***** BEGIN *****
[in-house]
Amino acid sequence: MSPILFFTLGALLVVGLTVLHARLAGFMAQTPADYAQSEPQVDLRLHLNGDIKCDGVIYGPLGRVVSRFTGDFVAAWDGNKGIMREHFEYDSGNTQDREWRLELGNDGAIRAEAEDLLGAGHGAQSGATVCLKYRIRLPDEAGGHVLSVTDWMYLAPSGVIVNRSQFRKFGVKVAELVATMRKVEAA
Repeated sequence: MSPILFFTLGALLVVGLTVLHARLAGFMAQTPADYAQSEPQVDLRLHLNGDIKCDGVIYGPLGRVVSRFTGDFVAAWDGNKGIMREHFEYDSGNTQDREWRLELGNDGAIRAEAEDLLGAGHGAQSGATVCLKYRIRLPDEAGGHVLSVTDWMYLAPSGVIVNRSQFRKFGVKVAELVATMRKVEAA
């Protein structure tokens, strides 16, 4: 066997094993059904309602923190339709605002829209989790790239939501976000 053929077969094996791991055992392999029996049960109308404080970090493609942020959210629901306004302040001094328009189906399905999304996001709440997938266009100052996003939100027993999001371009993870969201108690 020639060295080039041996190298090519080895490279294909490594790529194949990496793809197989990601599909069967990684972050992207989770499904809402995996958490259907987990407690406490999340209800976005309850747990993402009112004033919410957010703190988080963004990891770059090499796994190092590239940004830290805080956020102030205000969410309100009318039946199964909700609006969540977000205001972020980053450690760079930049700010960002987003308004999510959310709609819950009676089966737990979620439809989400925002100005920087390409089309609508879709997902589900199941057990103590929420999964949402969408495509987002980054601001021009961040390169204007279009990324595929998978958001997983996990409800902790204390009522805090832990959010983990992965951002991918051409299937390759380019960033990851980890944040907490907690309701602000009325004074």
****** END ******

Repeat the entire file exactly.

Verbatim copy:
[in-house]
Amino acid sequence: MSPILFFTLGALLVVGLTVLHARLAGFMAQTPADYAQSEPQVDLRLHLNGDIKCDGVIYGPLGRVVSRFTGDFVAAWDGNKGIMREHFEYDSGNTQDREWRLELGNDGAIRAEAEDLLGAGHGAQSGATVCLKYRIRLPDEAGGHVLSVTDWMYLAPSGVIVNRSQFRKFGVKVAELVATMRKVEAA
Repeated sequence: MSPILFFTLGALLVVGLTVLHARLAGFMAQTPADYAQSEPQVDLRLHLNGDIKCDGVIYGPLGRVVSRFTGDFVAAWDGNKGIMREHFEYDSGNTQDREWRLELGNDGAIRAEAEDLLGAGHGAQSGATVCLKYRIRLPDEAGGHVLSVTDWMYLAPSGVIVNRSQFRKFGVKVAELVATMRKVEAA
């Protein structure tokens, strides 16, 4: 066997094993059904309602923190339709605002829209989790790239939501976000 053929077969094996791991055992392999029996049960109308404080970090493609942020959210629901306004302040001094328009189906399905999304996001709440997938266009100052996003939100027993999001371009993870969201108690 020639060295080039041996190298090519080895490279294909490594790529194949990496793809197989990601599909069967990684972050992207989770499904809402995996958490259907987990407690406490999340209800976005309850747990993402009112004033919410957010703190988080963004990891770059090499796994190092590239940004830290805080956020102030205000969410309100009318039946199964909700609006969540977000205001972020980053450690760079930049700010960002987003308004999510959310709609819950009676089966737990979620439809989400925002100005920087390409089309609508879709997902589900199941057990103590929420999964949402969408495509987002980054601001021009961040390169204007279009990324595929998978958001997983996990409800902790204390009522805090832990959010983990992965951002991918051409299937390759380019960033990851980890944040907490907690309701602000009325004074």